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William E. Dodd, U.S. ambassador to Nazi Germany, photographed at his desk in Berlin, July 1933. (Granger Collection)
William E. Dodd, U.S. ambassador to Nazi Germany, photographed at his desk in Berlin, July 1933. (Granger Collection)

Review: Non-fiction

In the belly of the Nazi beast Add to ...

It's 1933. Hitler has just taken power in Germany and the noose tightens around the collective neck of dissenters, communists and, especially Jews. A few American diplomats are alarmed, but isolationist sentiment is strong in the U.S.A. and boats are not rocked. Neither, later, are they sent.

Into this brewing nightmare is dropped the family of William O. Dodd, FDR's newly appointed ambassador. He seems an odd choice: He's not rich, he's not part of the Eastern elite. In fact, he's a southerner and he teaches history at the University of Chicago. But he did study in Leipzig, knows the country and wants to do his bit to promote the Jeffersonian liberalism he believes in. He soon sees the futility of his quest, as the radicalism of Hitler and his henchmen becomes ever more apparent.

Erik Larson knows evil when he sees it. His The Devil in the White City was a brilliant contrasting of hope, as symbolized by the 1893 Chicago World's Fair, and desolation, as a serial killer preyed on its periphery. In the Garden of Beasts also sets off innocence against radical evil as Dodd, by nature a sedentary scholar, is confronted not only with totalitarian brutality (American tourists were being beaten on the street for failing to give the Nazi salute), but must also deal with his own backstabbing state department and the escapades of his er, adventurous daughter, Martha.

And it is Martha Dodd, budding author, jazz-age thrill-seeker and only mildly discriminating flirt, who is the narrative centre of Larson's book. It is Martha who is initially captivated by Nazi glamour and assertiveness, who is a bit disdainful of Jews (as is, initially, her father. in the casual way then typical of North Americans), who embarks on a series of indiscreet affairs that includes a Russian diplomat and Rudolf Diels, then head of the Gestapo.

But it is to Martha that we are also hugely indebted, since she was intelligent and an inveterate, if not completely reliable diarist, providing much of the fodder that enables Larson to unfold this riveting tale, most of which takes place over a single year, from the Dodds' arrival to the Night of Long Knives on June 30, 1934, when Hitler decisively took control by murdering Storm Trooper leader Ernst Röhm along with many of his men and a number of other perceived threats.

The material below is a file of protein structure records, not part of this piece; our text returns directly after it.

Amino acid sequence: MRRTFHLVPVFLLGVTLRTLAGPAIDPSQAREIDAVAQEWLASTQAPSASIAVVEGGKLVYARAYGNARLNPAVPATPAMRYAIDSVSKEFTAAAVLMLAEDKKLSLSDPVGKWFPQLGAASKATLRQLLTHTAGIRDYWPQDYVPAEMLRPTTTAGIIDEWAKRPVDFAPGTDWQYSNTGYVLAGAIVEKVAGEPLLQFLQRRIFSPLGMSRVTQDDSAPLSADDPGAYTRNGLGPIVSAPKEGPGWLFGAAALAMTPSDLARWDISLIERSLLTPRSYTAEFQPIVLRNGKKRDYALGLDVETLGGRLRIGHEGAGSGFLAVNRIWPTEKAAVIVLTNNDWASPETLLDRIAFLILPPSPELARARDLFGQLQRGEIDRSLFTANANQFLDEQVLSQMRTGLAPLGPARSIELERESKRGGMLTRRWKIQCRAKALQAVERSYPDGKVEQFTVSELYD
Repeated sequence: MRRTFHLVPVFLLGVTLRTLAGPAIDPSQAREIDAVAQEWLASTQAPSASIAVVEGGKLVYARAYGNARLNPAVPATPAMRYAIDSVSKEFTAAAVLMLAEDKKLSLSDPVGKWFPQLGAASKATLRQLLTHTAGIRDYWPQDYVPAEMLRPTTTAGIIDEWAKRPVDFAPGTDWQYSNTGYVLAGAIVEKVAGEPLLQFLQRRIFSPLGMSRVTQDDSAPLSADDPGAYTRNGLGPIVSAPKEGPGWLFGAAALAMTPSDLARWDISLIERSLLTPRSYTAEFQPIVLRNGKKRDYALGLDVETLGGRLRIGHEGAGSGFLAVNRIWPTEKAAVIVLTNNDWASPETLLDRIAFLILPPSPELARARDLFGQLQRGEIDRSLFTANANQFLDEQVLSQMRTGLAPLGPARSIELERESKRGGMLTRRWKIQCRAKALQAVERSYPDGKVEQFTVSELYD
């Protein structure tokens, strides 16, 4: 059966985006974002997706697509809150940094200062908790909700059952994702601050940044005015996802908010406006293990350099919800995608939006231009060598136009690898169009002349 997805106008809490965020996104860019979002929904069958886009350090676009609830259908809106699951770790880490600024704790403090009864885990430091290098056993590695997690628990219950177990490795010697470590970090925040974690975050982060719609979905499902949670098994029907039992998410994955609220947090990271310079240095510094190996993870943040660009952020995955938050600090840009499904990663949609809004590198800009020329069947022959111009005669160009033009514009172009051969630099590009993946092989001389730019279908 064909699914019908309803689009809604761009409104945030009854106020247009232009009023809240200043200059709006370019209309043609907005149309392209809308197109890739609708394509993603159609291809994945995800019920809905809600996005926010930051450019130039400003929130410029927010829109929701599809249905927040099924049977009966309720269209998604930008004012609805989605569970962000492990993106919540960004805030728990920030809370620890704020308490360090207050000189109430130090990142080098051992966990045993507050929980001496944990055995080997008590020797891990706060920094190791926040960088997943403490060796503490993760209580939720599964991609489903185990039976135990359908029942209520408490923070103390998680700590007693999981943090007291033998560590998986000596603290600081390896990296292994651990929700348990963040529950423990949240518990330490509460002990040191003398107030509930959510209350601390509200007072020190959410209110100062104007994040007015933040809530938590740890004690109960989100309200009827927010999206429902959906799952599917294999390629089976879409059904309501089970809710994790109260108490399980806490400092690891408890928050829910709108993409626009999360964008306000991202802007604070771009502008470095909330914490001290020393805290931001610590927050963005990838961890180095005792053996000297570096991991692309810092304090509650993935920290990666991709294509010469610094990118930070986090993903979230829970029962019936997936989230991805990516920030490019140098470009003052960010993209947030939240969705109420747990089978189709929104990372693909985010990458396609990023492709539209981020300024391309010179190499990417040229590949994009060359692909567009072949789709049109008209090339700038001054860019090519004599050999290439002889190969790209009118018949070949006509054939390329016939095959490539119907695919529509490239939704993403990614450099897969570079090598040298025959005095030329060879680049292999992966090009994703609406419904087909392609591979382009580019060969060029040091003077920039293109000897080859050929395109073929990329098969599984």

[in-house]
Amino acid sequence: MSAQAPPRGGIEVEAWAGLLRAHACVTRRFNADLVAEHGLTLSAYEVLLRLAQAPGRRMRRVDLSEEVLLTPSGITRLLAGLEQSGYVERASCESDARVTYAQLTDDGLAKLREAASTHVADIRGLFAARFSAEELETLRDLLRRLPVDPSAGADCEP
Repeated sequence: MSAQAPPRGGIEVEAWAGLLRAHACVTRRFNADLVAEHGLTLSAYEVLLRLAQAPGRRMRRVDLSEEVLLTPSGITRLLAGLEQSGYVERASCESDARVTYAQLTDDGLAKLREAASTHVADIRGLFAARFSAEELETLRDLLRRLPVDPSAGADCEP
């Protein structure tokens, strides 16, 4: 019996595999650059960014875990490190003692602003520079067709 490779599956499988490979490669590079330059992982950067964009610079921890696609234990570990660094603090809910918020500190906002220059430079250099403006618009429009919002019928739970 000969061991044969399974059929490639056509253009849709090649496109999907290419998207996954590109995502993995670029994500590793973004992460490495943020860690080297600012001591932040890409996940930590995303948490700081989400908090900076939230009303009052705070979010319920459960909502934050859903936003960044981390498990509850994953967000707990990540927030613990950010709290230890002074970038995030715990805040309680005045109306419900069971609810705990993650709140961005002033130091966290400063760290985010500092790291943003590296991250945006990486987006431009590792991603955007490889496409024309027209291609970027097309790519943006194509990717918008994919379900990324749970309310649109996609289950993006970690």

One of Larson's implicit themes is the endless capacity of human beings for self-delusion. Liberals and Jews thought Hitler a brief candle who would either burn out from an excess of poisonous fuming or moderate his views once in power; for many Germans, the Nazis promised redemption from the humiliations of the First World War, along with prosperity and glory; politicians and diplomats wanted to believe that Hitler's protestations of peaceful intent were sincere, despite abundant evidence to the contrary. In fact, it's rather shocking that US State department officials, always hostile to Dodd's appointment, seem more concerned with the repayment of a First World War debt than with stopping Hitler.

Larson is superb at creating a you-are-there sense of time and place. The streets of Berlin come alive, especially the tony Tiergarten (zoo, or, literally, "garden of beasts") district which was home to the frugal Dodd (he took much abuse for insisting on living on his salary) and which gives the book both its local title and its echoes of a serpent in Eden.

The cast of minor characters is equally lively and fleshed: Dodd's meetings with the Nazi officials he came to loathe - the blustering Hitler, the pompous self-aggrandizing Goring, who would have been ridiculous had he not been so monstrous - as well as such figures as the ubiquitous and slippery Ernst "Putzi" Hanfstaengel, read like fine fiction. We know how the story will end, but the players do not.

This is a very sad book, sad because it was clear that Hitler could have been stopped early on, sad because so many Germans blithely followed him into the house of horrors, and sad because the small acts of defiance - undiplomatically lecturing Nazi leaders on German history - and breaches of protocol that make William Dodd a hero to us now made him seem a bit of a fool to others then.

But In the Garden of Beasts is also a superb book; Erik Larson's core idea, to trace the moral corruption of an entire society through the swiftly altering perceptions of one family, is nothing less than masterful.

Martin Levin is the Books editor of The Globe and Mail

 

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